Laos // Vientiane and the northwest //

Wat Sisaket

East of Nam Phou, on Setthathilat Road, Wat Sisaket is the oldest wat in Vientiane. Constructed by King Anouvong (Chao Anou) in 1818, the monastery was the site of a ceremony in which Lao lords and nobles swore an oath of loyalty to the king. During the 1828 sack of Vientiane by the Siamese, this was the only monastery not put to the torch and, once the smoke had cleared, the Siamese brought the surviving Lao nobility here and made them swear another oath of loyalty, this time to their new overlords. Later, in 1893, the whole ceremony was repeated again at this very same wat before new masters – the French.

Surrounded by a tile-roofed cloister, the sim contains some charming murals similar in style to those found at Bangkok’s Wat Phra Kaew. The murals, together with the niches in the upper walls containing small Buddha images, and the ornate ceiling, are best taken in while kneeling on the floor (taking care not to point your feet towards the altar for more on etiquette). The Buddha images on the altar are not particularly notable, but a splendidly ornate hao thian, or candle holder, of carved wood situated before the altar is an example of nineteenth-century Lao woodcarving at its best.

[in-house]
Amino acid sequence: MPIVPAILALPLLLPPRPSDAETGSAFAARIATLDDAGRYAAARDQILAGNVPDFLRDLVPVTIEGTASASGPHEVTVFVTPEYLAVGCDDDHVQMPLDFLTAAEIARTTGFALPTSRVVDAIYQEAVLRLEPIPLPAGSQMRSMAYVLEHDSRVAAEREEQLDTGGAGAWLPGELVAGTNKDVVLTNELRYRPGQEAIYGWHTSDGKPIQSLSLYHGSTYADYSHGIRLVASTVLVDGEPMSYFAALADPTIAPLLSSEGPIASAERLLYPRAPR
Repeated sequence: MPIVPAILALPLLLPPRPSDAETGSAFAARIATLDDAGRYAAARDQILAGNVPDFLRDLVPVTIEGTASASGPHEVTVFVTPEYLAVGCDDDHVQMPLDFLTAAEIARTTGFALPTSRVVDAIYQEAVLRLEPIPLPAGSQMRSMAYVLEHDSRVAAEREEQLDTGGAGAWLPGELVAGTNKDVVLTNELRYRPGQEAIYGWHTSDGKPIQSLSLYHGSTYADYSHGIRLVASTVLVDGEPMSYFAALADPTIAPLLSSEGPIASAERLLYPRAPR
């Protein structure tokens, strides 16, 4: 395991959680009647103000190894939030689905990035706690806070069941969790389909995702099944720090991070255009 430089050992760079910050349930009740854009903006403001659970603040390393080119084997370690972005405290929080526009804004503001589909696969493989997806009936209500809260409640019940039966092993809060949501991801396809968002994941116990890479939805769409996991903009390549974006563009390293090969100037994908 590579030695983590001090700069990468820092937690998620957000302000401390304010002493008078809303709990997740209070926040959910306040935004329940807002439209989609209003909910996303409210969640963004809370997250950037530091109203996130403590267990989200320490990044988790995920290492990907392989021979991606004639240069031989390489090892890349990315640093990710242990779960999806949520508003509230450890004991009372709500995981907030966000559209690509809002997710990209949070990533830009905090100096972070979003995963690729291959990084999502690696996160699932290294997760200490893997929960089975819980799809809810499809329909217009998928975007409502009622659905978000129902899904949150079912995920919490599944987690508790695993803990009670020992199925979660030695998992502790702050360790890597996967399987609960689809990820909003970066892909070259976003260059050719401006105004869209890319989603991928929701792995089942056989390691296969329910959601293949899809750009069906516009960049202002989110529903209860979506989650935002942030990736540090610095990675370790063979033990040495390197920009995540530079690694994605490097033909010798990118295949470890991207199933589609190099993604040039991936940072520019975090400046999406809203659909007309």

Outside, the interior walls of the cloister echo those of the sim, with countless niches from which peer diminutive Buddhas in twos and threes. Lining the galleries are larger images that survived the destruction of 1828 and, in a locker at the western wall, a heap of Buddhas that did not. The shaded galleries are a cool and pleasant place to linger and soak up the atmosphere. Breaching the wall that runs along Lane Xang Avenue, the structure with the multi-tiered roof is the monastery’s former library (closed to the public), where its palm-leaf manuscripts were once kept.

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